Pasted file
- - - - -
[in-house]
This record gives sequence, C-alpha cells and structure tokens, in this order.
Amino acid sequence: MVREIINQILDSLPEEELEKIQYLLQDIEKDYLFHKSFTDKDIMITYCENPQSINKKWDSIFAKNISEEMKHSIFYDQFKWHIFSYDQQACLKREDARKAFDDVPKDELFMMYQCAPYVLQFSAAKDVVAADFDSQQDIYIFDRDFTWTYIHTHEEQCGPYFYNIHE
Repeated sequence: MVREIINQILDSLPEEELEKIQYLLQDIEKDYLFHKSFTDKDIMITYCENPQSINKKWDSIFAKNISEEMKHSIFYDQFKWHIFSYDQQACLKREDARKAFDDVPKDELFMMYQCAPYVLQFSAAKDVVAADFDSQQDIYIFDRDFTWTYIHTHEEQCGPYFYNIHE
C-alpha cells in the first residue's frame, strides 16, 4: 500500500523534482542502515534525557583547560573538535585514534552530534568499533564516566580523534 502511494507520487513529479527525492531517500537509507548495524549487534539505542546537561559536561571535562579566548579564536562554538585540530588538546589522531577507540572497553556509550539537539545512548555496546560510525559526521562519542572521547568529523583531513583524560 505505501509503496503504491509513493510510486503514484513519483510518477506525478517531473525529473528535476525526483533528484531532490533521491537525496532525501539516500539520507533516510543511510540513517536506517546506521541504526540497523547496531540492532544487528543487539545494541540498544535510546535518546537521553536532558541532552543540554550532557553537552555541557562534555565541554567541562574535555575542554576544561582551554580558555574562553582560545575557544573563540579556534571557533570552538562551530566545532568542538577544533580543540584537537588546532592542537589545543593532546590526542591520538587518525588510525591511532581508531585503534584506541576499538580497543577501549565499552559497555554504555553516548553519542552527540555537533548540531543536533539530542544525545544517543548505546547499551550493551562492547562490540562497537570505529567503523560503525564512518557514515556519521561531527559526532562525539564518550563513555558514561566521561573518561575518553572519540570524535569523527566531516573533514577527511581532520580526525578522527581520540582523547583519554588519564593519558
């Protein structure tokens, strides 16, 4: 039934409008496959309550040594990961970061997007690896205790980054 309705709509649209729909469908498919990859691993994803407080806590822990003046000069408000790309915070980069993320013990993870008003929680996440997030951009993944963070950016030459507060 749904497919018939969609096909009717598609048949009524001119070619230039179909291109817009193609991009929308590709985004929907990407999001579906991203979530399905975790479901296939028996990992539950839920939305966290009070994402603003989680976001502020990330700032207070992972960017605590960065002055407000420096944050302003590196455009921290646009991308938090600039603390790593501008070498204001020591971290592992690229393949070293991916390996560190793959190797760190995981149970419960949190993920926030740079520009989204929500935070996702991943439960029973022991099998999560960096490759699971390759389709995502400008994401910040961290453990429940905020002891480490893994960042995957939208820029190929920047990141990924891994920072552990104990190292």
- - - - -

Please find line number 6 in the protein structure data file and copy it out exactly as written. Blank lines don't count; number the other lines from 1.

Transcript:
């Protein structure tokens, strides 16, 4: 039934409008496959309550040594990961970061997007690896205790980054 309705709509649209729909469908498919990859691993994803407080806590822990003046000069408000790309915070980069993320013990993870008003929680996440997030951009993944963070950016030459507060 749904497919018939969609096909009717598609048949009524001119070619230039179909291109817009193609991009929308590709985004929907990407999001579906991203979530399905975790479901296939028996990992539950839920939305966290009070994402603003989680976001502020990330700032207070992972960017605590960065002055407000420096944050302003590196455009921290646009991308938090600039603390790593501008070498204001020591971290592992690229393949070293991916390996560190793959190797760190995981149970419960949190993920926030740079520009989204929500935070996702991943439960029973022991099998999560960096490759699971390759389709995502400008994401910040961290453990429940905020002891480490893994960042995957939208820029190929920047990141990924891994920072552990104990190292």